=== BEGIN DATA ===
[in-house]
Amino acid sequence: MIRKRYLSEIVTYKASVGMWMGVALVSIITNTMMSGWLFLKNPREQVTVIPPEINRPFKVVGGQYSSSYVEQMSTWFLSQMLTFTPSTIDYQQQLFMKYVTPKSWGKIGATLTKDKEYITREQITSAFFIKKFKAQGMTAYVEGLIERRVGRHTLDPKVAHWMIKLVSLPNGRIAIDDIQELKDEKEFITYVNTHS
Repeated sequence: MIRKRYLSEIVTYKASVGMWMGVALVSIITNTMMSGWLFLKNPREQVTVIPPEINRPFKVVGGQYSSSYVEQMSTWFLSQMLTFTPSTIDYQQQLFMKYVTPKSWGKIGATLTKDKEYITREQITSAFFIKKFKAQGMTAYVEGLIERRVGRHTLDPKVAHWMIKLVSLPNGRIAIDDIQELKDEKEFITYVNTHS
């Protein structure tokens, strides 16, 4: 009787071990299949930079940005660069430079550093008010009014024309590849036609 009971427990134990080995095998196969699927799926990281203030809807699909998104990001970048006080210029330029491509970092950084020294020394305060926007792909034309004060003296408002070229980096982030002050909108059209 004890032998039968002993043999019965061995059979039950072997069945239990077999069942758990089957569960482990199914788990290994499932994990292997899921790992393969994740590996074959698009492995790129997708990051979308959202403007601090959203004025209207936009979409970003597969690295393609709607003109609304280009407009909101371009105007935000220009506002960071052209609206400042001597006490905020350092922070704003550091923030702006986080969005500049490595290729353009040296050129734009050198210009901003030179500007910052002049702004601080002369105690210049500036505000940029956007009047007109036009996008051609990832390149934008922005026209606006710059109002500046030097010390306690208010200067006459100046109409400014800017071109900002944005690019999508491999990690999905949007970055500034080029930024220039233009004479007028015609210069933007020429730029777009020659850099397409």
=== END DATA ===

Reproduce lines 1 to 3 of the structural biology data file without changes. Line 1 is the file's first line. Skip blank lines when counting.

[in-house]
Amino acid sequence: MIRKRYLSEIVTYKASVGMWMGVALVSIITNTMMSGWLFLKNPREQVTVIPPEINRPFKVVGGQYSSSYVEQMSTWFLSQMLTFTPSTIDYQQQLFMKYVTPKSWGKIGATLTKDKEYITREQITSAFFIKKFKAQGMTAYVEGLIERRVGRHTLDPKVAHWMIKLVSLPNGRIAIDDIQELKDEKEFITYVNTHS
Repeated sequence: MIRKRYLSEIVTYKASVGMWMGVALVSIITNTMMSGWLFLKNPREQVTVIPPEINRPFKVVGGQYSSSYVEQMSTWFLSQMLTFTPSTIDYQQQLFMKYVTPKSWGKIGATLTKDKEYITREQITSAFFIKKFKAQGMTAYVEGLIERRVGRHTLDPKVAHWMIKLVSLPNGRIAIDDIQELKDEKEFITYVNTHS